• Fig. 8 shows functional block diagrams for the d-q vector control;
    • Fig. 9 shows functional block diagrams for the D-Q to a (a imaginary) transformation;
    • Fig. 10 shows functional block diagrams for the generation of gating signals for the first AC-AC converter;
    • Fig. 11 shows functional block diagrams for gating signals for the second AC-AC converter;
    • Fig. 12 shows functional block diagrams for output voltage a-dq transformation;
    • Fig. 13 shows functional block diagrams for d-q voltage control;
    • Fig. 14 shows a functional block diagram for d-q reference voltage to abc axis;
    • Fig. 15 shows SPWM modulation for the first AC-AC
    • Fig. 16 shows SPWM modulation for the second AC-AC converter;
    • Fig. 17 shows a schematic circuit of a third hybrid transformer constructed in accordance with a third embodiment of the present invention;
    • Fig. 18 shows a schematic circuit of a fourth hybrid transformer constructed in accordance with a fourth embodiment of the present invention;
    • Fig. 19 shows a schematic circuit of a power electronic module used in the third and fourth hybrid transformers shown in Fig. 17 and Fig. 18;
    • Fig. 20 shows a schematic circuit of a hybrid transformer with an IED and a communication link;
    • Fig. 21 shows a schematic circuit of the first AC-AC converter with a battery bank;
    • Fig. 22 shows a schematic circuit of a three-phase hybrid transformer constructed in accordance with the present invention;
    • Fig. 23 shows a plot of the transient voltage regulation capability of a simulated hybrid transformer of the present invention;
    • Fig. 24 shows a plot of the long time (sag) voltage regulation capability of a simulated hybrid transformer of the present invention;
    • Fig. 25 shows an application of a hybrid transformer of the present invention for power factor correction;
    • Fig. 26 shows an application of a hybrid transformer of the present invention for phase shifting and power-flow control on parallel lines; and
    • Fig. 27 shows an application of a hybrid transformer of the present invention for a datacenter where AC and DC loads are powered by the hybrid transformer.
    DETAILED DESCRIPTION OF ILLUSTRATIVE EMBODIMENTS
  • It should be noted that in the detailed description that follows, identical components have the same reference numerals, regardless of whether they are shown in different embodiments of the present invention. It should also be noted that in order to clearly and concisely disclose the present invention, the drawings may not necessarily be to scale and certain features of the invention may be shown in somewhat schematic form.
  • The present invention is defined in claim 1 and is defined as an alternative solution in claim 5. The hybrid transformer generally includes an electromagnetic transformer and a power electronic AC-AC converter. The electromagnetic transformer includes a ferromagnetic core, a primary winding structure and a secondary winding structure, each of which are wound on the ferromagnetic core. The primary winding structure comprises one or more primary windings and the secondary winding structure comprises one or more secondary windings. The electromagnetic transformer may be a liquid-filled transformer, wherein the core and the primary and secondary winding structures are immersed in a dielectric fluid, or the electromagnetic transformer may be a dry type transformer, wherein the core and the primary and secondary winding structures are not immersed in a dielectric fluid, but, instead, are encased in a dielectric resin or surrounded by an inert gas, or simply ambient air. The hybrid transformer may be a single phase transformer, a three phase transformer, or a multiphase (> 3 phases) transformer. The hybrid transformer may be pole-mounted or pad-mounted.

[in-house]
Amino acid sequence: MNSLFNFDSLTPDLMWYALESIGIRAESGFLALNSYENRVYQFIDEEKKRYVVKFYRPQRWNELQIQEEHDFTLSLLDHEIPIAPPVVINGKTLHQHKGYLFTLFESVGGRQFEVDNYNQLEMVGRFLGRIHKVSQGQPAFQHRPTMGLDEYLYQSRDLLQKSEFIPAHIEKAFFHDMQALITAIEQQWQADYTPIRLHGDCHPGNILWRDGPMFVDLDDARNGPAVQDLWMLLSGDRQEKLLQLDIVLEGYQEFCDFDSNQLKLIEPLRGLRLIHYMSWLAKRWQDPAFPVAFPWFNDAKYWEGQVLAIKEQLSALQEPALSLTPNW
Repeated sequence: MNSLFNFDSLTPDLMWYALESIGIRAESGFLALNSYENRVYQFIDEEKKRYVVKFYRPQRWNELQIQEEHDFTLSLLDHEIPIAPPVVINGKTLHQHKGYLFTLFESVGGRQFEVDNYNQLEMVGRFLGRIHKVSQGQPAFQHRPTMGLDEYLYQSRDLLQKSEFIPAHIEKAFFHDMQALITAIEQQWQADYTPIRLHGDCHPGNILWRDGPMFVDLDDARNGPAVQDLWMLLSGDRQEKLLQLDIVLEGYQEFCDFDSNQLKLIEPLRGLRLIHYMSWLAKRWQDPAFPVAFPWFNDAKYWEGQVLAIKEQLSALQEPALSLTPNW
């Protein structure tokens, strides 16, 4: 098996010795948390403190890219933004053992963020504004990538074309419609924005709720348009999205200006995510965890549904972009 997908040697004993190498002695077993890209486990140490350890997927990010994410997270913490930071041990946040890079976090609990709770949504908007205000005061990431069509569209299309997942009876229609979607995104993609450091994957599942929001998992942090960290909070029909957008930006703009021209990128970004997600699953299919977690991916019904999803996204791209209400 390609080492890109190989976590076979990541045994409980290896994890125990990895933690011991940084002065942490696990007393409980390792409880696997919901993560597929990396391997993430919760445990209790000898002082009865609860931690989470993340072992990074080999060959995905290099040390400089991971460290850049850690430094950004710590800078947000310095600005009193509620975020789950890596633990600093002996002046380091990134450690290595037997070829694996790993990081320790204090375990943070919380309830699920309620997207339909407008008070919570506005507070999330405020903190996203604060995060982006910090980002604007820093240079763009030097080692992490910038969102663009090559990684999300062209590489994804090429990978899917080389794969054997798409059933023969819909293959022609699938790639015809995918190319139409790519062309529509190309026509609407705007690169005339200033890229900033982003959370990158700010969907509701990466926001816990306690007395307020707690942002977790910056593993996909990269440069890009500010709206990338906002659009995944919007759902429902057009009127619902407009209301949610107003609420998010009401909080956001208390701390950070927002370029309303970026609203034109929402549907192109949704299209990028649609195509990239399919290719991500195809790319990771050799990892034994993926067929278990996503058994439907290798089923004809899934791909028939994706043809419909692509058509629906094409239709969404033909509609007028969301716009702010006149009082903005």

• Two embodiments of a hybrid transformer constructed in accordance with the present invention are shown in Figs. 1 and 2 and are designated by the reference numerals 10, 100, respectively. The hybrid transformer 10, 100 includes an electromagnetic transformer 12, 102 integrated with an AC-AC converter 14, 114. The electromagnetic transformer 12, 102 includes a ferromagnetic core 16 and at least three windings. For example: one primary winding and two secondary windings, or two primary windings and one secondary winding. The hybrid transformer 10, 100 may be a single phase transformer that has a power rating of about 67 kVA and a voltage rating of about 7.97 kV to 277 V.
  • The AC-AC converter 14, 114 can be connected into the primary winding structure or the secondary winding structure. If the AC-AC converter 14, 114 is connected into the primary winding structure, the primary winding structure comprises at least two primary windings and if the AC-AC converter 14, 114 is connected into the secondary winding structure, the secondary winding structure comprises at least two secondary windings. The winding on a side (primary or secondary) whose ends are connected to the AC-AC converter 14, 114 shall be referred to as a proximate winding and the other winding(s) on the side shall be referred as distal winding(s).